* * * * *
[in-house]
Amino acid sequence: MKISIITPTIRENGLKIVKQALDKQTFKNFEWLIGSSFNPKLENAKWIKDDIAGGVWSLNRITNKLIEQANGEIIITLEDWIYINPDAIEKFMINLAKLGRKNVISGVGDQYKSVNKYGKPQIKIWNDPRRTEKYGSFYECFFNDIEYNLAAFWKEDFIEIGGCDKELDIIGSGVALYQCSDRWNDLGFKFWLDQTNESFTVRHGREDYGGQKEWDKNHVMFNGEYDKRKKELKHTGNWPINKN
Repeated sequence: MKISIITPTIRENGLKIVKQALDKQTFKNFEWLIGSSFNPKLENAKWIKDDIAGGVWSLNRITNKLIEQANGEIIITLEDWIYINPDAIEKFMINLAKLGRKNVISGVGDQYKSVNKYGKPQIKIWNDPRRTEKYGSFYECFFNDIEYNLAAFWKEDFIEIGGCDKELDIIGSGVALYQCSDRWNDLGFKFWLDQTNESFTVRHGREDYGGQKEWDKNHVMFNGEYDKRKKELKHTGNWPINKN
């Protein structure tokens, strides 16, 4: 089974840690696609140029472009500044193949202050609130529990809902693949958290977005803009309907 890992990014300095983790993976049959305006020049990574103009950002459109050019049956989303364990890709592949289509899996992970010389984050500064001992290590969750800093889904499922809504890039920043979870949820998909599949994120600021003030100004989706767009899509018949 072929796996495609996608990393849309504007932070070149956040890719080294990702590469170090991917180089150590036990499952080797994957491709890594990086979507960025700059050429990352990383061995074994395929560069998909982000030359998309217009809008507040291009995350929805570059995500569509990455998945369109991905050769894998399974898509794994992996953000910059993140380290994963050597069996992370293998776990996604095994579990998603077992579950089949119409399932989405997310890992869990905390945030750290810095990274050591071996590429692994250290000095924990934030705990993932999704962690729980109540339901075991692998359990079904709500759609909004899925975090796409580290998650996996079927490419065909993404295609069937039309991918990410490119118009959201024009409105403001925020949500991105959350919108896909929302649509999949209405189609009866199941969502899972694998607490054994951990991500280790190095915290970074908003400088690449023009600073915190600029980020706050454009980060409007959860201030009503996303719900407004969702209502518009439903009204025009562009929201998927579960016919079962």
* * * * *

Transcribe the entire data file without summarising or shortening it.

[in-house]
Amino acid sequence: MKISIITPTIRENGLKIVKQALDKQTFKNFEWLIGSSFNPKLENAKWIKDDIAGGVWSLNRITNKLIEQANGEIIITLEDWIYINPDAIEKFMINLAKLGRKNVISGVGDQYKSVNKYGKPQIKIWNDPRRTEKYGSFYECFFNDIEYNLAAFWKEDFIEIGGCDKELDIIGSGVALYQCSDRWNDLGFKFWLDQTNESFTVRHGREDYGGQKEWDKNHVMFNGEYDKRKKELKHTGNWPINKN
Repeated sequence: MKISIITPTIRENGLKIVKQALDKQTFKNFEWLIGSSFNPKLENAKWIKDDIAGGVWSLNRITNKLIEQANGEIIITLEDWIYINPDAIEKFMINLAKLGRKNVISGVGDQYKSVNKYGKPQIKIWNDPRRTEKYGSFYECFFNDIEYNLAAFWKEDFIEIGGCDKELDIIGSGVALYQCSDRWNDLGFKFWLDQTNESFTVRHGREDYGGQKEWDKNHVMFNGEYDKRKKELKHTGNWPINKN
């Protein structure tokens, strides 16, 4: 089974840690696609140029472009500044193949202050609130529990809902693949958290977005803009309907 890992990014300095983790993976049959305006020049990574103009950002459109050019049956989303364990890709592949289509899996992970010389984050500064001992290590969750800093889904499922809504890039920043979870949820998909599949994120600021003030100004989706767009899509018949 072929796996495609996608990393849309504007932070070149956040890719080294990702590469170090991917180089150590036990499952080797994957491709890594990086979507960025700059050429990352990383061995074994395929560069998909982000030359998309217009809008507040291009995350929805570059995500569509990455998945369109991905050769894998399974898509794994992996953000910059993140380290994963050597069996992370293998776990996604095994579990998603077992579950089949119409399932989405997310890992869990905390945030750290810095990274050591071996590429692994250290000095924990934030705990993932999704962690729980109540339901075991692998359990079904709500759609909004899925975090796409580290998650996996079927490419065909993404295609069937039309991918990410490119118009959201024009409105403001925020949500991105959350919108896909929302649509999949209405189609009866199941969502899972694998607490054994951990991500280790190095915290970074908003400088690449023009600073915190600029980020706050454009980060409007959860201030009503996303719900407004969702209502518009439903009204025009562009929201998927579960016919079962």